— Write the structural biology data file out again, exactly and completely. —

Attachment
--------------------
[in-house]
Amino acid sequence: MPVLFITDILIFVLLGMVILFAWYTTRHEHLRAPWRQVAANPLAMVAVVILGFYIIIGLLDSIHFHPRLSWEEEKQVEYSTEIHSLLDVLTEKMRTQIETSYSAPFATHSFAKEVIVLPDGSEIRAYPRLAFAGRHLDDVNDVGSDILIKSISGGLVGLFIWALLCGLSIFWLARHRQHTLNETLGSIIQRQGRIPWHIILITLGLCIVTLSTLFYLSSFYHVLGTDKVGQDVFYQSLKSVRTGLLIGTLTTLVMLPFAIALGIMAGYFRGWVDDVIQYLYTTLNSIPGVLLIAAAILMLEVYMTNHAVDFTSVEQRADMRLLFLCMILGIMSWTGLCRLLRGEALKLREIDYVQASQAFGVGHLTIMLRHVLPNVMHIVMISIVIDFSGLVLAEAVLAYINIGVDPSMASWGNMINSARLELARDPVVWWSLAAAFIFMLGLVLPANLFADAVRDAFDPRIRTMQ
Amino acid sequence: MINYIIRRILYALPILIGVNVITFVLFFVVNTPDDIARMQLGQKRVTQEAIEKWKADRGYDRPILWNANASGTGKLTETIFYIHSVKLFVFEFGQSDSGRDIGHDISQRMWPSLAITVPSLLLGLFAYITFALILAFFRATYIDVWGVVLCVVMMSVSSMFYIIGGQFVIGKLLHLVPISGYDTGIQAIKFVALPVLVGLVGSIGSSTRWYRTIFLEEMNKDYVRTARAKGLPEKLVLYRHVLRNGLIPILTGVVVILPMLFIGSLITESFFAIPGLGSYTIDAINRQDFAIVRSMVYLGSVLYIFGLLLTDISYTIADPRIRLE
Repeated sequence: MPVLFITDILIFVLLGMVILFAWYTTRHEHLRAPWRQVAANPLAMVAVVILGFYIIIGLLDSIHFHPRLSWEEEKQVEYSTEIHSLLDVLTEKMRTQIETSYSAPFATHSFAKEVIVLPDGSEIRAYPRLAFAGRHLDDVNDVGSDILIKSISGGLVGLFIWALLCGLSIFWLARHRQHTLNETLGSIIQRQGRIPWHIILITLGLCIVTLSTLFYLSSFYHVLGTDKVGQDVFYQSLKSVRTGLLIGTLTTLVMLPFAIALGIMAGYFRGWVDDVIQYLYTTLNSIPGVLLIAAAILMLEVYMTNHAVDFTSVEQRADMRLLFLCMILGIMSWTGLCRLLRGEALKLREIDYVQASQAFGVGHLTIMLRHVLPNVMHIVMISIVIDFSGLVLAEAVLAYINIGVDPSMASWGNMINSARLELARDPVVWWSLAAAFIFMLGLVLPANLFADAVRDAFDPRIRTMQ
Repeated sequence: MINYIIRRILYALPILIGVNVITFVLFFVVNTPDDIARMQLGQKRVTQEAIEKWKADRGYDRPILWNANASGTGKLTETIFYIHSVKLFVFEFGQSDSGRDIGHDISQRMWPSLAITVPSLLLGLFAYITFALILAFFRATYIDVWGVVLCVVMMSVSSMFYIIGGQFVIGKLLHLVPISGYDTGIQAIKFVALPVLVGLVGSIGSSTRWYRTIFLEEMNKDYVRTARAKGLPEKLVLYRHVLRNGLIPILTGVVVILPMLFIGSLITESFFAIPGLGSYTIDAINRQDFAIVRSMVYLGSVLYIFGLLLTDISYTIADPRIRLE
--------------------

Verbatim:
[in-house]
Amino acid sequence: MPVLFITDILIFVLLGMVILFAWYTTRHEHLRAPWRQVAANPLAMVAVVILGFYIIIGLLDSIHFHPRLSWEEEKQVEYSTEIHSLLDVLTEKMRTQIETSYSAPFATHSFAKEVIVLPDGSEIRAYPRLAFAGRHLDDVNDVGSDILIKSISGGLVGLFIWALLCGLSIFWLARHRQHTLNETLGSIIQRQGRIPWHIILITLGLCIVTLSTLFYLSSFYHVLGTDKVGQDVFYQSLKSVRTGLLIGTLTTLVMLPFAIALGIMAGYFRGWVDDVIQYLYTTLNSIPGVLLIAAAILMLEVYMTNHAVDFTSVEQRADMRLLFLCMILGIMSWTGLCRLLRGEALKLREIDYVQASQAFGVGHLTIMLRHVLPNVMHIVMISIVIDFSGLVLAEAVLAYINIGVDPSMASWGNMINSARLELARDPVVWWSLAAAFIFMLGLVLPANLFADAVRDAFDPRIRTMQ
Amino acid sequence: MINYIIRRILYALPILIGVNVITFVLFFVVNTPDDIARMQLGQKRVTQEAIEKWKADRGYDRPILWNANASGTGKLTETIFYIHSVKLFVFEFGQSDSGRDIGHDISQRMWPSLAITVPSLLLGLFAYITFALILAFFRATYIDVWGVVLCVVMMSVSSMFYIIGGQFVIGKLLHLVPISGYDTGIQAIKFVALPVLVGLVGSIGSSTRWYRTIFLEEMNKDYVRTARAKGLPEKLVLYRHVLRNGLIPILTGVVVILPMLFIGSLITESFFAIPGLGSYTIDAINRQDFAIVRSMVYLGSVLYIFGLLLTDISYTIADPRIRLE
Repeated sequence: MPVLFITDILIFVLLGMVILFAWYTTRHEHLRAPWRQVAANPLAMVAVVILGFYIIIGLLDSIHFHPRLSWEEEKQVEYSTEIHSLLDVLTEKMRTQIETSYSAPFATHSFAKEVIVLPDGSEIRAYPRLAFAGRHLDDVNDVGSDILIKSISGGLVGLFIWALLCGLSIFWLARHRQHTLNETLGSIIQRQGRIPWHIILITLGLCIVTLSTLFYLSSFYHVLGTDKVGQDVFYQSLKSVRTGLLIGTLTTLVMLPFAIALGIMAGYFRGWVDDVIQYLYTTLNSIPGVLLIAAAILMLEVYMTNHAVDFTSVEQRADMRLLFLCMILGIMSWTGLCRLLRGEALKLREIDYVQASQAFGVGHLTIMLRHVLPNVMHIVMISIVIDFSGLVLAEAVLAYINIGVDPSMASWGNMINSARLELARDPVVWWSLAAAFIFMLGLVLPANLFADAVRDAFDPRIRTMQ
Repeated sequence: MINYIIRRILYALPILIGVNVITFVLFFVVNTPDDIARMQLGQKRVTQEAIEKWKADRGYDRPILWNANASGTGKLTETIFYIHSVKLFVFEFGQSDSGRDIGHDISQRMWPSLAITVPSLLLGLFAYITFALILAFFRATYIDVWGVVLCVVMMSVSSMFYIIGGQFVIGKLLHLVPISGYDTGIQAIKFVALPVLVGLVGSIGSSTRWYRTIFLEEMNKDYVRTARAKGLPEKLVLYRHVLRNGLIPILTGVVVILPMLFIGSLITESFFAIPGLGSYTIDAINRQDFAIVRSMVYLGSVLYIFGLLLTDISYTIADPRIRLE